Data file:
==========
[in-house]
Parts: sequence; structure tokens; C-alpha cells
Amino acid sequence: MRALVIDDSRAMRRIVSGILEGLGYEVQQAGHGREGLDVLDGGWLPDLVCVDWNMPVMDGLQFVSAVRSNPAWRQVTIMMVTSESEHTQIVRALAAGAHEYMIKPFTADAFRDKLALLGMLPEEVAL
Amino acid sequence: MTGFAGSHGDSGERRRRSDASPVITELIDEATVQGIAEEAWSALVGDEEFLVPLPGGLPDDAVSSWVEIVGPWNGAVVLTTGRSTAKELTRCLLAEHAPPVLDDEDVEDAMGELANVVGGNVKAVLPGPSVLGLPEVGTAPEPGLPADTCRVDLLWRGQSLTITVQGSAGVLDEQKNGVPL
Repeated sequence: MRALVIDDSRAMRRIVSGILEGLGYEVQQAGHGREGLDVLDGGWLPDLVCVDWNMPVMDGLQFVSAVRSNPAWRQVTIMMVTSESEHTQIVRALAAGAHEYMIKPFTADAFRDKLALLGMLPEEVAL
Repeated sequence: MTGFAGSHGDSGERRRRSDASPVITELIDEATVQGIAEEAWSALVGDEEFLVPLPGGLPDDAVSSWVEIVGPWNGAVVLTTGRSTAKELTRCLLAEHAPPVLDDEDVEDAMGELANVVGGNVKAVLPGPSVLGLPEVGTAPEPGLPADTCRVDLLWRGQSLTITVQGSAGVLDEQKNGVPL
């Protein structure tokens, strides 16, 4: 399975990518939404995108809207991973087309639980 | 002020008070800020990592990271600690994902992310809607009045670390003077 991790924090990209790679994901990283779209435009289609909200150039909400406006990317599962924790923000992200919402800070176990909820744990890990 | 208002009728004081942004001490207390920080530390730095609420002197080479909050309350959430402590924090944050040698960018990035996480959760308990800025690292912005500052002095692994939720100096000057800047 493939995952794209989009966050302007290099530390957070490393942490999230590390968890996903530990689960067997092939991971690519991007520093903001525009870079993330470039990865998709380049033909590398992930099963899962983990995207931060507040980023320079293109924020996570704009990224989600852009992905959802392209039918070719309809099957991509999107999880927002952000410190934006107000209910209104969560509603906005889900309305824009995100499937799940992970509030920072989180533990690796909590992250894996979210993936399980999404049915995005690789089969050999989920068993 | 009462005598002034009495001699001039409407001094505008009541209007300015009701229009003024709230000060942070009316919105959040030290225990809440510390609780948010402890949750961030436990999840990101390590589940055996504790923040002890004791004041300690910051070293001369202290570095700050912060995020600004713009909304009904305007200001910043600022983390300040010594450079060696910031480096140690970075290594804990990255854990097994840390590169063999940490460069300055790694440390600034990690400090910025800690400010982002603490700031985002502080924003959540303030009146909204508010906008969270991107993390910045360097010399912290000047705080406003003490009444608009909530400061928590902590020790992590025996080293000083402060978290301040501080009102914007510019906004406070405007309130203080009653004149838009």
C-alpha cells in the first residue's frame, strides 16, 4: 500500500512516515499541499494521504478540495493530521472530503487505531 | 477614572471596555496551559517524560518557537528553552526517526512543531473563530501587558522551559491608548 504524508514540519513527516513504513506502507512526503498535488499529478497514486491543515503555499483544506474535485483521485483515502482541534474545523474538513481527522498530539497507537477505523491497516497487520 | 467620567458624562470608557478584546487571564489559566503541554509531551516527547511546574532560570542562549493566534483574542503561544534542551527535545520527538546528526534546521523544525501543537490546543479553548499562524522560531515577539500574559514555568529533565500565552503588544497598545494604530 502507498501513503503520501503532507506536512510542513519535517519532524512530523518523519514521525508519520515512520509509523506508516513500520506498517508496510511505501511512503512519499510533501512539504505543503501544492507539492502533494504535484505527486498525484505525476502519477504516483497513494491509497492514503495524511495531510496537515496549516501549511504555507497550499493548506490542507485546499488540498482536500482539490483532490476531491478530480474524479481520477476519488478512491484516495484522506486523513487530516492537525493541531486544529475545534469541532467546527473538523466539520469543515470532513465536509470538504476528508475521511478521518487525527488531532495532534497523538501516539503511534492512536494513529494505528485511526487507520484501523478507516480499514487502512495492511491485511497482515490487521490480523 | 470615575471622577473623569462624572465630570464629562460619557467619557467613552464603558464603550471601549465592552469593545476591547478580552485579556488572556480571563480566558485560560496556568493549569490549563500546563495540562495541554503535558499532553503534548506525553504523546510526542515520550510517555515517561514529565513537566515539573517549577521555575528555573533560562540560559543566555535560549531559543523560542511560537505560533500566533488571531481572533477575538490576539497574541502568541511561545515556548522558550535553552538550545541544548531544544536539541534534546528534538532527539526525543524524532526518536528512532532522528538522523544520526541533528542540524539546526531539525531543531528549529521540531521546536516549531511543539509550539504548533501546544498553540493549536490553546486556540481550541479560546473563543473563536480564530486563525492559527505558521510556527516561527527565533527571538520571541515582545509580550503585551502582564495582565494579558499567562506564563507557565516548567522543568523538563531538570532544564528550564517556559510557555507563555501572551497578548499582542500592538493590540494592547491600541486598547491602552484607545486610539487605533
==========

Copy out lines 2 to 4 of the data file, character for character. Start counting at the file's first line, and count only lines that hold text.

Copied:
Parts: sequence; structure tokens; C-alpha cells
Amino acid sequence: MRALVIDDSRAMRRIVSGILEGLGYEVQQAGHGREGLDVLDGGWLPDLVCVDWNMPVMDGLQFVSAVRSNPAWRQVTIMMVTSESEHTQIVRALAAGAHEYMIKPFTADAFRDKLALLGMLPEEVAL
Amino acid sequence: MTGFAGSHGDSGERRRRSDASPVITELIDEATVQGIAEEAWSALVGDEEFLVPLPGGLPDDAVSSWVEIVGPWNGAVVLTTGRSTAKELTRCLLAEHAPPVLDDEDVEDAMGELANVVGGNVKAVLPGPSVLGLPEVGTAPEPGLPADTCRVDLLWRGQSLTITVQGSAGVLDEQKNGVPL